The water-fluoridation debate in the Olivehurst Public Utility District will come to a head this month.
At the district’s Jan. 19 board meeting, directors could make a decision on whether to keep putting the controversial chemical compound in the water despite a handful of residents who want it out.
“We don’t need fluoride in the water to accomplish what we need to do,” said Justin DeVorss, a Plumas Lake resident who began agitating for the district to stop adding the compound late last year. Fluoride is so common now in food, toothpaste and as a feature of visits to the dentist, he said, that overexposure is actually a problem.
OPUD began adding fluoride in 2010, with the help of grants from First 5 Yuba. Proponents say fluoride aids strong dental health, while opponents like DeVorss said such claims are unfounded and the substance is actually far more harmful to the human body than helpful.
“You can’t mass medicate,” DeVorss said, adding several cities, including ones in Alaska, have dropped fluoride in recent years after finding no beneficial effects from putting it in the water.
At their meeting this week, directors briefly discussed a proposal by General Manager Tim Shaw to build a kiosk outside an OPUD water treatment plant where people could get fluoride-free water.
Shaw said the cost hasn’t been determined for such an approach, though further consideration is on hold until the board makes an overall policy determination on fluoride.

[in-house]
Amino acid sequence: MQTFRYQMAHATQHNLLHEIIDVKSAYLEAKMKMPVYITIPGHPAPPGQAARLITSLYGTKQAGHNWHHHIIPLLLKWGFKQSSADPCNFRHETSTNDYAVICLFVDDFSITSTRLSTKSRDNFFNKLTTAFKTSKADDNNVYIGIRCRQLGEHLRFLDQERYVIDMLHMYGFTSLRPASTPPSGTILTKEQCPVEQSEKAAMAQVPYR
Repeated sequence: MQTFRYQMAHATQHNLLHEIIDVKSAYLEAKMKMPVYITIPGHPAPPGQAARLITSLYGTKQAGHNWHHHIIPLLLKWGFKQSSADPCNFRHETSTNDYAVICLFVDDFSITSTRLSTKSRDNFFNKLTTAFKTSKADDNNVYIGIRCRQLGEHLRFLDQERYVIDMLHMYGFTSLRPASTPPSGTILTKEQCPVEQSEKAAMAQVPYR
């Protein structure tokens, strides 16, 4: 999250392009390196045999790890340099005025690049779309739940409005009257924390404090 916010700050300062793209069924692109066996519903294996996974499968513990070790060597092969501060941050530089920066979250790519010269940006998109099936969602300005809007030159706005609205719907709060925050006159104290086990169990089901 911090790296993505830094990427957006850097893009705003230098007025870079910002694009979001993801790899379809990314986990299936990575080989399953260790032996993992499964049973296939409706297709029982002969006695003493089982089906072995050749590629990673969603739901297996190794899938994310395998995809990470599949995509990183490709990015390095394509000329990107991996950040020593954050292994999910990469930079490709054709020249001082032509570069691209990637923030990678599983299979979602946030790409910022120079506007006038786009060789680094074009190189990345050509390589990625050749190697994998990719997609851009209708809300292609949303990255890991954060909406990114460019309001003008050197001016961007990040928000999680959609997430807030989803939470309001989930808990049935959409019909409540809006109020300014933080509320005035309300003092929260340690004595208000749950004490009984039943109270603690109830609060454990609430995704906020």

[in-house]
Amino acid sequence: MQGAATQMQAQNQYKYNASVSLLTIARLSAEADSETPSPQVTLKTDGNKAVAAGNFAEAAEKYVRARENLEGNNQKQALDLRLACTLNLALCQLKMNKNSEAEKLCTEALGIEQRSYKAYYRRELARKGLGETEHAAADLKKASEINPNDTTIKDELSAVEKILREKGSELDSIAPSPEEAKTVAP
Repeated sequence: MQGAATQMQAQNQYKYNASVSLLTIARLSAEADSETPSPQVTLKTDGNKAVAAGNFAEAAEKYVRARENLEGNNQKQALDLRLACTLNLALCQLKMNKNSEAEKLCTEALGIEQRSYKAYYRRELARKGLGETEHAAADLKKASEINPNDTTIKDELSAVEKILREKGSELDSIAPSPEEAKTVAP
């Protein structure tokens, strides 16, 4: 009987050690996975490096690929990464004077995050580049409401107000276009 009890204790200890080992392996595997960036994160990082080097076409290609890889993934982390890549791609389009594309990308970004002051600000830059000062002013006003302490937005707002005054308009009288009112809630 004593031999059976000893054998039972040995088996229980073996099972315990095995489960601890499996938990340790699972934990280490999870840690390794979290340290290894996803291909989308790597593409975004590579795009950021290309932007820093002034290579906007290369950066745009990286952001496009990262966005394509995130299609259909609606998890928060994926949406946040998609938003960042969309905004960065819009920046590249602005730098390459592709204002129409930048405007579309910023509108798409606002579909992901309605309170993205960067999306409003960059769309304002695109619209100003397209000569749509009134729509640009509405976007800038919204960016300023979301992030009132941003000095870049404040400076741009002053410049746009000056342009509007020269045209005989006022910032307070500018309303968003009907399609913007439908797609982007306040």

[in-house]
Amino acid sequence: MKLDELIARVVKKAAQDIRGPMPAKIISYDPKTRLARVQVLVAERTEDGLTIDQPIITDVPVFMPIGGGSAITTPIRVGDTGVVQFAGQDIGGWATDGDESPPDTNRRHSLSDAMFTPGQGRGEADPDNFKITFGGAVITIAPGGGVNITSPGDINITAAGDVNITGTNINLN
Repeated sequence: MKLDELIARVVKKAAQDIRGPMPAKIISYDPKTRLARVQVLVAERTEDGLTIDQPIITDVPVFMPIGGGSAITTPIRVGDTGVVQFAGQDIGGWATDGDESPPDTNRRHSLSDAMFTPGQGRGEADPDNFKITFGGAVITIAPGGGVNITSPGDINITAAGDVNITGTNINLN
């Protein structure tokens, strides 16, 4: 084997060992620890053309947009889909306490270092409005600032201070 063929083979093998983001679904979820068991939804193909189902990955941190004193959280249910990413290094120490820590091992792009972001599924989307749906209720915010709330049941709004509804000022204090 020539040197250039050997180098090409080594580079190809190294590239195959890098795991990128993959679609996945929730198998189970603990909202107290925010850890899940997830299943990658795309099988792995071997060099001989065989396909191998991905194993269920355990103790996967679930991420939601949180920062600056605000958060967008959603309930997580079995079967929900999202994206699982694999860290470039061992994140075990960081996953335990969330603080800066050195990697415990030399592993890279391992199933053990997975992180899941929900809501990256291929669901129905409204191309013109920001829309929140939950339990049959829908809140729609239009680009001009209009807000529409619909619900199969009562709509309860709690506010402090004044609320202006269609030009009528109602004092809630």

“Practically speaking, you would have a tap with some signage,” Shaw said.
But DeVorss said he sees little merit in the idea, because it’s impractical for residents to get all their water needs from one source away from their homes.
“I think it was kind of a joke, to be honest,” he said of Shaw’s idea.
OPUD Director Gary Bradford said since the discussion first came up, he’s become better ed cated about fluoride and more sympathetic to the concerns raised by opponents.
But he still hasn’t decided how he’ll vote Jan. 19, he said, acknowledging it’s possible most district customers like fluoride in their water just fine.
“I wish there was a way to poll the community and get their feelings as a whole,” he said, adding he hopes the next meeting will have a large turnout of people to speak on both sides.
If there are those who favor keeping fluoride, getting rid of it would put them in the same position the opposition side feels they’re in now: forced by someone else’s choice. But DeVorss said it’s not an informed view.
“The public, dentists, everybody, they’re just not looking at the truth,” he said.